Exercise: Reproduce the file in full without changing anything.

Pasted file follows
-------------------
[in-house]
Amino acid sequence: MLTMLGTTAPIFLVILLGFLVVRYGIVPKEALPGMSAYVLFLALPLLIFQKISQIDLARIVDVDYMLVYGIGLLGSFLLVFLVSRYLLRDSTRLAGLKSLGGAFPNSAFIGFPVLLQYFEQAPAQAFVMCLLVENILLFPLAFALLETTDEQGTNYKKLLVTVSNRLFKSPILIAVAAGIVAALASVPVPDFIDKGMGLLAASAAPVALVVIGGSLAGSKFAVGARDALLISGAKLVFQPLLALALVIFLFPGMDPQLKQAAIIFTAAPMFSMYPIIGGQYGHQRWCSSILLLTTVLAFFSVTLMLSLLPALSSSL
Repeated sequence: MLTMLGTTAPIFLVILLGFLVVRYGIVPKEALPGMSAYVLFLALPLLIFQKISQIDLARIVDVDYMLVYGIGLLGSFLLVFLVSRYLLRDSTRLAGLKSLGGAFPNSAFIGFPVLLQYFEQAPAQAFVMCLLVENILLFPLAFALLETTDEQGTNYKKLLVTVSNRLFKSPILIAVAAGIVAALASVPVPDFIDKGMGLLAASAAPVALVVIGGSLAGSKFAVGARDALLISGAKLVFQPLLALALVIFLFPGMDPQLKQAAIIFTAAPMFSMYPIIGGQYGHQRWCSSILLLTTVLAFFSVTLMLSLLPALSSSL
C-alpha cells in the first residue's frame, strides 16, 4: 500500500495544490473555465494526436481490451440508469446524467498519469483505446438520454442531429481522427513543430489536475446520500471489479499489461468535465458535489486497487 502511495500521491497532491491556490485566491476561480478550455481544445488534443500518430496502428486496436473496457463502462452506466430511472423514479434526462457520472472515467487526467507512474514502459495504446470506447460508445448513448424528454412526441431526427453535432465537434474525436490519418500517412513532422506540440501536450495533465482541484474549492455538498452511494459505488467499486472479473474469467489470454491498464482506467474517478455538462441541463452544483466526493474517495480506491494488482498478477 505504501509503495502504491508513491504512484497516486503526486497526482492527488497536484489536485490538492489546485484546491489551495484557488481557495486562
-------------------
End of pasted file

[in-house]
Amino acid sequence: MLTMLGTTAPIFLVILLGFLVVRYGIVPKEALPGMSAYVLFLALPLLIFQKISQIDLARIVDVDYMLVYGIGLLGSFLLVFLVSRYLLRDSTRLAGLKSLGGAFPNSAFIGFPVLLQYFEQAPAQAFVMCLLVENILLFPLAFALLETTDEQGTNYKKLLVTVSNRLFKSPILIAVAAGIVAALASVPVPDFIDKGMGLLAASAAPVALVVIGGSLAGSKFAVGARDALLISGAKLVFQPLLALALVIFLFPGMDPQLKQAAIIFTAAPMFSMYPIIGGQYGHQRWCSSILLLTTVLAFFSVTLMLSLLPALSSSL
Repeated sequence: MLTMLGTTAPIFLVILLGFLVVRYGIVPKEALPGMSAYVLFLALPLLIFQKISQIDLARIVDVDYMLVYGIGLLGSFLLVFLVSRYLLRDSTRLAGLKSLGGAFPNSAFIGFPVLLQYFEQAPAQAFVMCLLVENILLFPLAFALLETTDEQGTNYKKLLVTVSNRLFKSPILIAVAAGIVAALASVPVPDFIDKGMGLLAASAAPVALVVIGGSLAGSKFAVGARDALLISGAKLVFQPLLALALVIFLFPGMDPQLKQAAIIFTAAPMFSMYPIIGGQYGHQRWCSSILLLTTVLAFFSVTLMLSLLPALSSSL
C-alpha cells in the first residue's frame, strides 16, 4: 500500500495544490473555465494526436481490451440508469446524467498519469483505446438520454442531429481522427513543430489536475446520500471489479499489461468535465458535489486497487 502511495500521491497532491491556490485566491476561480478550455481544445488534443500518430496502428486496436473496457463502462452506466430511472423514479434526462457520472472515467487526467507512474514502459495504446470506447460508445448513448424528454412526441431526427453535432465537434474525436490519418500517412513532422506540440501536450495533465482541484474549492455538498452511494459505488467499486472479473474469467489470454491498464482506467474517478455538462441541463452544483466526493474517495480506491494488482498478477 505504501509503495502504491508513491504512484497516486503526486497526482492527488497536484489536485490538492489546485484546491489551495484557488481557495486562